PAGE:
SCARABELLI: Your collection is also very trendy. It’s very eye-catching. I’m curious about the ethos behind it.

CHAIT: Well, that’s where the teams all come in, like our creative director Bailey [Hunter]. The teams work together to come up with the highest quality production that, at the same time, is aesthetically fun.

SCARABELLI: It’s very flamboyant, which brings me to the fact that people are talking a lot about shifting ideas of masculinity. It almost feels like a weird word to use in 2023. Do you have any thoughts on how style is shifting in the menswear arena right now?

SARTORI: We noticed that there are more and more people who are willing to play with their style. Whereas before, the old menswear uniform was a sort of a cliche. We got a very interesting, authentic reaction from buyers due to the fact that this collection doesn’t resemble anything else. 

SCARABELLI: There’s a push and pull between SoCal and Milan.

SARTORI: Yeah, that was behind the creativity. We are what we are, but we are unique. And we also like to blend these pieces with personal stuff, blending a bright shirt with a nice pant or a chino or a denim and not necessarily building the full silhouette.

Kyle Maclachlan.

SCARABELLI: I also read somewhere that you used to work in talent comms, Greg. Has that affected how you’ve been thinking about the importance of celebrity and entertainment in branding?

CHAIT: That’s a good question. No matter what, I want whoever gets their hands on our clothes to appreciate them because of how much work’s gone into it. And I’ve kind of always been like that. No matter how big of a name it is, it doesn’t mean anything if the person doesn’t care. So that’s at the core of my approach because I was on the entertainment side of things and I saw how many gifts people got. When you just get boxes and boxes from people you don’t know, you don’t care. Of course, if someone of notoriety that is aligned with your company wears your stuff, that’s great for business and it’s great for the team. Everyone gets excited.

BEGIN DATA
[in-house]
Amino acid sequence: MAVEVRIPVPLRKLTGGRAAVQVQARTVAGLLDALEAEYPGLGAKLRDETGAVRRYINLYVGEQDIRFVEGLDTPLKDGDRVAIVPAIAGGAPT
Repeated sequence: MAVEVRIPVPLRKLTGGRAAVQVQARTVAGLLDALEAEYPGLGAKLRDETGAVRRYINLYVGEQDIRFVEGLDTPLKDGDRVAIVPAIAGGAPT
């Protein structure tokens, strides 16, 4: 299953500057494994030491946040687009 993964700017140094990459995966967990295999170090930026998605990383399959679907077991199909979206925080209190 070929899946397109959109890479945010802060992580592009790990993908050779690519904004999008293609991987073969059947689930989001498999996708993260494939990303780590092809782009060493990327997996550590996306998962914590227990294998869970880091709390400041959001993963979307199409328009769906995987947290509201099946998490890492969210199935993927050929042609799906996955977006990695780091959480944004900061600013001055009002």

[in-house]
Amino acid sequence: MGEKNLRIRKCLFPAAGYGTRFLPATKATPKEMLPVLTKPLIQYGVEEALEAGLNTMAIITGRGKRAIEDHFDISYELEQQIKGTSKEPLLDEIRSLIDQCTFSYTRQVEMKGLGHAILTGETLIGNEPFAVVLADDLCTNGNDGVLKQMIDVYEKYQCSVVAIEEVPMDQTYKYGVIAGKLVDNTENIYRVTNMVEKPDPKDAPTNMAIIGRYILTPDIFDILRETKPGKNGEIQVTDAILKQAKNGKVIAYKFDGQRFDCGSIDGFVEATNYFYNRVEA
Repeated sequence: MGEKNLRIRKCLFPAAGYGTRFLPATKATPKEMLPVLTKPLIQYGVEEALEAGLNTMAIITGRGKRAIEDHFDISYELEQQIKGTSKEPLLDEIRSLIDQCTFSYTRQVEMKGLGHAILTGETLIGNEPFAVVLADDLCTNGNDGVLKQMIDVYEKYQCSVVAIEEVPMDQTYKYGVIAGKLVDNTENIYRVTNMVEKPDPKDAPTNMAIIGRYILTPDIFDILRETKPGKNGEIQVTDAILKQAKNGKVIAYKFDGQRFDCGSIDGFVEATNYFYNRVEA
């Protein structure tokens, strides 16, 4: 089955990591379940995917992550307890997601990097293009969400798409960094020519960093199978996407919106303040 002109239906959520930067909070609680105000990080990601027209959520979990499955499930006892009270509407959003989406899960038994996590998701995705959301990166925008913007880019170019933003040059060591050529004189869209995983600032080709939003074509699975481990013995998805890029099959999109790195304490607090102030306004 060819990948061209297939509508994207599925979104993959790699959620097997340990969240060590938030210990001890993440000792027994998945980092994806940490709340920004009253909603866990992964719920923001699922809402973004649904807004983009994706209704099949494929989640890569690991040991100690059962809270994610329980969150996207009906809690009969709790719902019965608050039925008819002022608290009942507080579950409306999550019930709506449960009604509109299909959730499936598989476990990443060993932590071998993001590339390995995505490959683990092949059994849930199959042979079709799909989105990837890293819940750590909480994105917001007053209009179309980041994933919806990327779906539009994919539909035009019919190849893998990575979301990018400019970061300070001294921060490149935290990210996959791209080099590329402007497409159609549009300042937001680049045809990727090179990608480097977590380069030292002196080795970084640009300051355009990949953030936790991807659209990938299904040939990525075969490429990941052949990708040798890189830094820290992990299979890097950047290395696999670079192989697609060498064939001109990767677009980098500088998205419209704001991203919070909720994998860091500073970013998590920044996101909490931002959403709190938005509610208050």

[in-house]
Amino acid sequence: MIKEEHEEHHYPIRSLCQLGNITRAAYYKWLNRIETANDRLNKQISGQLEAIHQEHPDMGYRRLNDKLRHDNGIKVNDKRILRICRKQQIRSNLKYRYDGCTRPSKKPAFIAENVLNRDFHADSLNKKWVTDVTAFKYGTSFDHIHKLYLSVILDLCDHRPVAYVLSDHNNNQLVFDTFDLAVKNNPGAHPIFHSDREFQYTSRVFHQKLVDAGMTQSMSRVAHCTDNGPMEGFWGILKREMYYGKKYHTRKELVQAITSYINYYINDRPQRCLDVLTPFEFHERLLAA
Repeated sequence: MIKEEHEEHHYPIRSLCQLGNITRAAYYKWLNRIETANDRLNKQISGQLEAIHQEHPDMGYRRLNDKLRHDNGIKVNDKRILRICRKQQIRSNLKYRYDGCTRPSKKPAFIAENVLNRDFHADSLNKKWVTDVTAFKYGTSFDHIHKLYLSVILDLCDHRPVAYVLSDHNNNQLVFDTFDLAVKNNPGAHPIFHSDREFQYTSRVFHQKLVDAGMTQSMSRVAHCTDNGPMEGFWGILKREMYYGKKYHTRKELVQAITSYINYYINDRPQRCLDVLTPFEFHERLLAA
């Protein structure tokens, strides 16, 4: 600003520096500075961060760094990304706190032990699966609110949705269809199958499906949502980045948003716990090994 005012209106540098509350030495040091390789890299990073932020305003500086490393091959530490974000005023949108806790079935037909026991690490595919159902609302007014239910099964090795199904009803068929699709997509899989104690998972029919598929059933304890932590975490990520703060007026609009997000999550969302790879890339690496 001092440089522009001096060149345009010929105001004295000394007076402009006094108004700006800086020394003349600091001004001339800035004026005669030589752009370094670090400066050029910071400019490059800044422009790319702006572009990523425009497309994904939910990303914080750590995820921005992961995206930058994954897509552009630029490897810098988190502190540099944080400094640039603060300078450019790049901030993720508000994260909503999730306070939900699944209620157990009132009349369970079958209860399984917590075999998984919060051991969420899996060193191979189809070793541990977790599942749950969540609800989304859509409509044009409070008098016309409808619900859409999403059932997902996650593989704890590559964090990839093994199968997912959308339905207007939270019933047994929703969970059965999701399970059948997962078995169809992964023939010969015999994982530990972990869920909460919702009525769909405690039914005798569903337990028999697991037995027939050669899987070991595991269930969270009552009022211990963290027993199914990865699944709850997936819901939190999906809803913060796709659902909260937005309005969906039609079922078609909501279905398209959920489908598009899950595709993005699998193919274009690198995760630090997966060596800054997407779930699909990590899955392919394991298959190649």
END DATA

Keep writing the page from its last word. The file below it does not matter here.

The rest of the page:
SCARABELLI: But you want to be selective.

CHAIT: You want to be on brand. It immediately loses value if it’s easy to get it. But I’m also really democratic. I’m not judgy at all. I just want to make sure that people care. 

SARTORI: Agreed. 

Evan Peters.

SCARABELLI: What were the big takeaways from working together on this collection?

SARTORI: There are always different ways to work and if you are open to understanding other’s methods, you can find success. For example, we have a super product team with an amazing archive and technicians who are the real strength of Zegna. But working with The Elder Statesman was equally if not more interesting because we are fascinated with their vision of hand-making like you are in a small laboratory. As well as the L.A. vision that Bailey has as the creative director.

CHAIT: Yeah, it’s fun. Our little gang from LA, we’re passionate, but it was amazing to level up and learn—

SCARABELLI: The Italian ethic.

CHAIT: Yeah. 

SCARABELLI: Well, it’s a really interesting partnership because you’re offering the insight of a young brand that’s been able to get a lot of attention in an era that’s a lot different than when Zegna was operating even 30 years ago. It works on both ends. My last silly question is, have you influenced each other’s personal style at all through this process?

SARTORI: I like seeing Zegna through the eyes of a different person, which is located here.

SCARABELLI: Because maybe you wouldn’t have been wearing a checkered sweater—

SARTORI: Probably, yes. But it’s also interesting to see some of our iconic pieces that I designed maybe four years ago styled in a different way. 

CHAIT: I had a very minimal closet. It looks fuller now that I’m more interested in the fabric game. I’m shopping differently. And I just know if you go to Zegna, it’s made well. 

SCARABELLI: I think it’s safe to say that you’re both allergic to polyester. [Laughs]

SARTORI: Very much so.

Maxwell Pop-up imagery courtesy of ZEGNA and The Elder Statesman